06:30. As I run alongside the highway, there’s a smell of manure emanating from the open fields flanking the road. Having grown up in the Swedish countryside, I can’t help but feel at home. Sensing that same smell every morning, year around. The misty air, the slow drizzle from a cloudy sky, the sound of aircraft coming in to land at the nearby airport. The sound of my feet hitting the wet asphalt underneath. This is all so well known to me. Traversing mile after mile while watching the sun slowly rise over a new place, must be the ultimate moment of solitude I think to myself. In the morning hour, In the borderland of night and day, I could go running to infinity.
Mauritius, I’d never have thought…
We’re sitting in the hotel bar when we fall into a conversation by chance. ”For the last 13 years we’ve returned to this island”, the older gentleman tells me. His German accent is strong, and he coughs tenaciously as he puffs his cigarette. His name I don’t recall as I write this down, but his stories are as vivid as the moment he told them. He comes from the generation who likes to tell, I from the one who enjoys listening. He talks about a country where change is gradual and doesn’t happen overnight. A place, where things have a tendency to move at a pace of their own. ”Even though the island attracts a lot more tourists nowadays than when we first sat foot here, it’s still got its soul.” I think of the experiences I’ve accumulated, and try to discern what he means. The small bumpy roads, the rampant sugar cane fields, the stray dogs rummaging through the sidewalk garbage, the old utility scooters making raspy, buzzing sounds as they drive pass. Little things. Big impressions.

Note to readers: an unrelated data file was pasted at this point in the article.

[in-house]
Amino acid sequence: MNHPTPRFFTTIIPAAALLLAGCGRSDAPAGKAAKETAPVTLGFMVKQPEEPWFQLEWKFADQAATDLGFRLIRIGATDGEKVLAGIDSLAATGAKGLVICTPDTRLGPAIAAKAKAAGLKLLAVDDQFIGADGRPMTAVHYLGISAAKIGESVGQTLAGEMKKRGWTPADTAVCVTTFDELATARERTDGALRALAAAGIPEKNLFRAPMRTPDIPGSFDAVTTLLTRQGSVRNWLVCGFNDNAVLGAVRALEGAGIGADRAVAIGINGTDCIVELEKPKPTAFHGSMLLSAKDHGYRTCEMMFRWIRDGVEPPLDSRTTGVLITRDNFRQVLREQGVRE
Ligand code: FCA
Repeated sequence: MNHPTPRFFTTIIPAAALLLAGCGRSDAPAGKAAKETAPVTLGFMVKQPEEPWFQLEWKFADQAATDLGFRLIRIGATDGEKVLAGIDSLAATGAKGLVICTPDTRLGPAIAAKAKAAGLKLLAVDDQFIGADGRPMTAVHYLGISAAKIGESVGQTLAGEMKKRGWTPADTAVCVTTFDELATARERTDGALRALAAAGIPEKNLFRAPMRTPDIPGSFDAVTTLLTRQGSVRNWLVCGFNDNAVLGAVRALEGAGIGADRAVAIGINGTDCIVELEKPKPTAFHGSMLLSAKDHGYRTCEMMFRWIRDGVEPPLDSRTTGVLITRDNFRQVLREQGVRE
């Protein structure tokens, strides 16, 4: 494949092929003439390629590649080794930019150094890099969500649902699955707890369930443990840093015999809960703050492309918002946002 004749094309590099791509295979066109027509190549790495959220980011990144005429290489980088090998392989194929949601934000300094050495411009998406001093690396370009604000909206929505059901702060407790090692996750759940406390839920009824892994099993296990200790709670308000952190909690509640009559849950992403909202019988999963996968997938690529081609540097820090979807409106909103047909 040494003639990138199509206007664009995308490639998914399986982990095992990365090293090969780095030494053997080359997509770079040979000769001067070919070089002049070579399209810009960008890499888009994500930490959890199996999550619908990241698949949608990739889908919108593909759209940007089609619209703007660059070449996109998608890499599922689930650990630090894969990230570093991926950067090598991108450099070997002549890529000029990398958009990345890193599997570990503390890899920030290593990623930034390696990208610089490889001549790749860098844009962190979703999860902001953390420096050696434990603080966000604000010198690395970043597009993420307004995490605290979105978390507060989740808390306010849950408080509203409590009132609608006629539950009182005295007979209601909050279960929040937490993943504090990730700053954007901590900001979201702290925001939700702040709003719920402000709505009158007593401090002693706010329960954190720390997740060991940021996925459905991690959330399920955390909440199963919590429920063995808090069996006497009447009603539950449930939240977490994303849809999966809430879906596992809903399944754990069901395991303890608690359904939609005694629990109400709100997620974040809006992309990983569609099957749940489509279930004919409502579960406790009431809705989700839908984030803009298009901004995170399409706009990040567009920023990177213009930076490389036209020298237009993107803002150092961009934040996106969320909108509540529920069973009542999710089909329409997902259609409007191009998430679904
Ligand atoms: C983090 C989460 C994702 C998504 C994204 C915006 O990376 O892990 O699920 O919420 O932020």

I learn from my conversations that despite being a country that attracts by the scenery, Mauritius is a country of very few natural resources. And as such, the government has invested in its primary asset; it’s people. A fascinating reality in a place where people come to escape their own reality. Free education from pre-primary to tertiary level, as well as free transport for all students. Mauritians are a proud people, and you can tell in the way they speak about their country, being not only engaged and committed but acutely aware of its history, it’s present situation, and it’s future. And they love to tell their stories. The drivers, the maids, the vendors at markets, the sales assistants in the souvenir shops, they all have stories. Big stories about a young nation’s journey from a developing country to a developed country. Small stories about horse racing on the weekends, hidden sanctuaries tourists won’t go and about treating yourself to the very best in life, because life is too short not to. To some, the very best is drinking only the finest Scotch, and to some, the very best is just a moment of doing nothing. Their stories are equally different and equally captivating.
But much as I love to both talk and listen, there are times and places where words are redundant. And Mauritius is a place where silence is perfectly fine, being a country of strikingly beautiful scenes. Standing on top of the Citadel in the capital Port Louis reminds me of this once again. Far beyond the serene backwaters and the hypnotizing sun rises, the off-white beaches and the gangly palm trees, but in the midst of a different beauty, man-made beauty. Flanked by mountains lays this small city, who seduces by being low key. The old colonial houses, the small sidewalks and that quaint spirit I so passionately can’t get too much of. Strolling along the waterfront makes me think of a smaller version of Cape Town. The repurposed boathouses now used as boutiques, the sound of the flags fluttering in the wind, the mixture of tourists and locals loitering on the cobblestoned quay. No one’s in a hurry. Even in the fresh produce market a stone’s throw away where the sound level is so high people have to out-yell each other, and the aisles are so narrow people have to jostle one another physically, it’s like time doesn’t matter. It’s chaotic, and it’s not. It smells of thyme and coriander, soil and sweat commingle between the makeshift stalls, where all the vegetables are perfectly lined up and so vibrant with colors they look like gemstones. And except for the overly priced vanilla pods, everything cost next to nothing. Oh, Port Louis.
As always, thank you for having me. It’s been a pleasure, and I’ll see you shortly